From this exhibition onwards, a so-called commissioner system was introduced in which a representative (commissioner) is first appointed, with exhibiting artists then being selected according to their plans and intent. On this occasion, Soichi Tominaga was appointed as commissioner of the Japan Pavilion, and had selected eight artists to present their work. With the exception of the works of Toshimitsu Imai and Key Sato who lived and worked in France, the works exhibited from Japan were also showcased at the National Museum of Modern Art, Tokyo.

Yoshishige Saito, who Tominaga praised as “creating works that have a surprisingly Japanese essence while employing the universal language of abstract painting,” had presented a selection of seven paintings.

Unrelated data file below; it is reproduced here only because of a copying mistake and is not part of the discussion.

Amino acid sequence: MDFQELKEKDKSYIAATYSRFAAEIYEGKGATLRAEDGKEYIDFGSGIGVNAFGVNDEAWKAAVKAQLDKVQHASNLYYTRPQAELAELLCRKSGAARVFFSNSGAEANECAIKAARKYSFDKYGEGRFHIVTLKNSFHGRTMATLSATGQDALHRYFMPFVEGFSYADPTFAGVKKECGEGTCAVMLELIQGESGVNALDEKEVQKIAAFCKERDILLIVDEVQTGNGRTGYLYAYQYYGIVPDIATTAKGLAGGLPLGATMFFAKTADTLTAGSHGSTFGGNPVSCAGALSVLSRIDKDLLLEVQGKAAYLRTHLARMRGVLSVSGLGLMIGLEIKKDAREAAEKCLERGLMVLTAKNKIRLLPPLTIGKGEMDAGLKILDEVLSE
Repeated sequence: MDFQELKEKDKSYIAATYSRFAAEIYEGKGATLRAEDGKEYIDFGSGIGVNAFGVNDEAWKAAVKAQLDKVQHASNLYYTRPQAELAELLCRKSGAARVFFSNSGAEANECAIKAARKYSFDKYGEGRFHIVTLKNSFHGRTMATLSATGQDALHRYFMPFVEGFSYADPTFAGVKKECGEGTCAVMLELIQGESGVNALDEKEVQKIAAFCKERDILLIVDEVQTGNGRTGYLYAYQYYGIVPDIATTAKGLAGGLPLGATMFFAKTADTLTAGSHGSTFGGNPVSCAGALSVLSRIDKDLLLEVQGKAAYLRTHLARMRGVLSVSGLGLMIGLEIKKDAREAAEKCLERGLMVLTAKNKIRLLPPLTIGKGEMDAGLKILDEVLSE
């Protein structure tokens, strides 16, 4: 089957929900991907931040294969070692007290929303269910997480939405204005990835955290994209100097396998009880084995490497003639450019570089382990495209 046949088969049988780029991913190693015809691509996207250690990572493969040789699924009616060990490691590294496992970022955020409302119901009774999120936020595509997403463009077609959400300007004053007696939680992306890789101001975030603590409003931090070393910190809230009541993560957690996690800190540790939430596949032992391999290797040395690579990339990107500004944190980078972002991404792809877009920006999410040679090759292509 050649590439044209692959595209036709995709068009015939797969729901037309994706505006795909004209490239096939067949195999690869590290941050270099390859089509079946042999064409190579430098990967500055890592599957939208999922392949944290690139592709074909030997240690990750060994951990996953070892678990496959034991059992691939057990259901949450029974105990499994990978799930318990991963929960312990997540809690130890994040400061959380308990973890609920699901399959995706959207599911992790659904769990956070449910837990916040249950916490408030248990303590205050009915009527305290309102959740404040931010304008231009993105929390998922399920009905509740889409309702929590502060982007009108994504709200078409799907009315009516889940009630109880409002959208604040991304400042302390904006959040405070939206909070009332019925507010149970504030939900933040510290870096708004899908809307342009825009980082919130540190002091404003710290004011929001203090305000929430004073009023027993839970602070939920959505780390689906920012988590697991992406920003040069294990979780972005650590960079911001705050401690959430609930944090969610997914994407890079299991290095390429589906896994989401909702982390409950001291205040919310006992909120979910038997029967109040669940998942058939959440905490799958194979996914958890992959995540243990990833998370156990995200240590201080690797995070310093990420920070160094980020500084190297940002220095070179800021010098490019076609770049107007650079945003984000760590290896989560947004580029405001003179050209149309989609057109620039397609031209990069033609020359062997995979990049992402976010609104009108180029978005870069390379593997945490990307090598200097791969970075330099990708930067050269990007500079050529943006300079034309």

Toshimitsu Imai exhibited four major works including "Light from the Orient", while Key Sato and Kaoru Yamaguchi also each presented large-scale abstract paintings. Yozo Hamaguchi who was a renowned printmaker, exhibited 22 intaglio prints such as "Two Cherries" (1957).

Tomonori Toyofuku exhibited three wood carving works such as "Adrift 1", which was said to represent the repatriates of the war – a motif which he had repeatedly engaged with throughout his life. Tadahiro Ono, known for pursuing original expressions that transcend existing genres such as paintings and sculptures, presented a three-dimensional work he referred to as "junk art" using discarded and waste materials. In addition, Yoshitatsu Yanagihara, who was a forerunner of postwar figurative sculpture, displayed four bronze statues in the exhibition room on the upper floor of the pavilion.

Yozo Hamaguchi
Yozo Hamaguchi

30th International Art Exhibition
La Biennale di Venezia

Gian Alberto Dell'Acqua
June 18 - October 16, 1960
All texts are based on information at the time.
Images for which the photographer is unknown are not credited.